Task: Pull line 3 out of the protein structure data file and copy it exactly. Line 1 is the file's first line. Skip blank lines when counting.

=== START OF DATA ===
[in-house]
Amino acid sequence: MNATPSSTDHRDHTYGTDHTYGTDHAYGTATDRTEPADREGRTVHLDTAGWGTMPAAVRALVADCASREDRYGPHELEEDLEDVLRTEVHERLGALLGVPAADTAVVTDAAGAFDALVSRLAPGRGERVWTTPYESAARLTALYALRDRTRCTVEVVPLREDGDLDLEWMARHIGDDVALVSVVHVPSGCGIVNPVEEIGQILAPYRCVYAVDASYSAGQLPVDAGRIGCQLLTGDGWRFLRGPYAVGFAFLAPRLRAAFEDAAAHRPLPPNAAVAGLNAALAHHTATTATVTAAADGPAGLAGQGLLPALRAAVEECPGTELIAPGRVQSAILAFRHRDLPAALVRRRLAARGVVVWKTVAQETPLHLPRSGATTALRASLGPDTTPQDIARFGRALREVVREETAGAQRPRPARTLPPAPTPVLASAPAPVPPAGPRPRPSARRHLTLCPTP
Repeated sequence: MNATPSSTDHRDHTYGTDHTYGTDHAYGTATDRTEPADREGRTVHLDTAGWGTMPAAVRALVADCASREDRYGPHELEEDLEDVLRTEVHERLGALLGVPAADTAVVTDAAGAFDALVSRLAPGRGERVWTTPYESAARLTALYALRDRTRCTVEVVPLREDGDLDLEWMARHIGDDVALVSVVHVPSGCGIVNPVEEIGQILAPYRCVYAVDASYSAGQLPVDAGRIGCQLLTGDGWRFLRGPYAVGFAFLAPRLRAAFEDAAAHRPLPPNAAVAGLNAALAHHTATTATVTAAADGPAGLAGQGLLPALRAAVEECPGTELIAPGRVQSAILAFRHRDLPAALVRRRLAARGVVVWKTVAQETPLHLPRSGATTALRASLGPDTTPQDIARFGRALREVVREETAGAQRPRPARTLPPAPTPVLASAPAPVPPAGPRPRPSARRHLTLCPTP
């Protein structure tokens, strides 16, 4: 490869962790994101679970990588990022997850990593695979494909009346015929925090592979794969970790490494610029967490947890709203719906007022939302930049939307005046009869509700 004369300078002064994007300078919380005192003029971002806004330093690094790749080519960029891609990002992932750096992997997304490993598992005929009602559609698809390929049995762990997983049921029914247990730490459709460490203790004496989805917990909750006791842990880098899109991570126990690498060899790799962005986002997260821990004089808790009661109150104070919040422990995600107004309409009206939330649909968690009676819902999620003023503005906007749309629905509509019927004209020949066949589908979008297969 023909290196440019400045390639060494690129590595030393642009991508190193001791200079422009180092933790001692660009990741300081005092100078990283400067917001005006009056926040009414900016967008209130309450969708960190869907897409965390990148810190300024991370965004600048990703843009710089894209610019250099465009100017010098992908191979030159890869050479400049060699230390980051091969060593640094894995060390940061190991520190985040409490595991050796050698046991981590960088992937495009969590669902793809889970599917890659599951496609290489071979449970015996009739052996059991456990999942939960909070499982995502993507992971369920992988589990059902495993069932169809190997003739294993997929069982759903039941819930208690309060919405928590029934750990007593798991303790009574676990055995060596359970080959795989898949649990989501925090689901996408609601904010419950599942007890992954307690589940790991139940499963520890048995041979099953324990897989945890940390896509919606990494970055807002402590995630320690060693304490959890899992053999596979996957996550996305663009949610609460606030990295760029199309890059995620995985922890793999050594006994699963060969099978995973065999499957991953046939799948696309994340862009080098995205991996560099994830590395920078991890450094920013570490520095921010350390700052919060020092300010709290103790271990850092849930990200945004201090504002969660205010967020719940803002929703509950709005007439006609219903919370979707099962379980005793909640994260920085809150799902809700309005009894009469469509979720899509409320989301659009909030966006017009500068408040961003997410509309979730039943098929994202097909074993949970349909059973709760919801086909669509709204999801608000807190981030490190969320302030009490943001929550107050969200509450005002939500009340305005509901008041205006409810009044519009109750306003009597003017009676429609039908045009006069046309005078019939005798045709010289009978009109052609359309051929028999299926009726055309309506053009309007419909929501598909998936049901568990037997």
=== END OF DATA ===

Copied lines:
Repeated sequence: MNATPSSTDHRDHTYGTDHTYGTDHAYGTATDRTEPADREGRTVHLDTAGWGTMPAAVRALVADCASREDRYGPHELEEDLEDVLRTEVHERLGALLGVPAADTAVVTDAAGAFDALVSRLAPGRGERVWTTPYESAARLTALYALRDRTRCTVEVVPLREDGDLDLEWMARHIGDDVALVSVVHVPSGCGIVNPVEEIGQILAPYRCVYAVDASYSAGQLPVDAGRIGCQLLTGDGWRFLRGPYAVGFAFLAPRLRAAFEDAAAHRPLPPNAAVAGLNAALAHHTATTATVTAAADGPAGLAGQGLLPALRAAVEECPGTELIAPGRVQSAILAFRHRDLPAALVRRRLAARGVVVWKTVAQETPLHLPRSGATTALRASLGPDTTPQDIARFGRALREVVREETAGAQRPRPARTLPPAPTPVLASAPAPVPPAGPRPRPSARRHLTLCPTP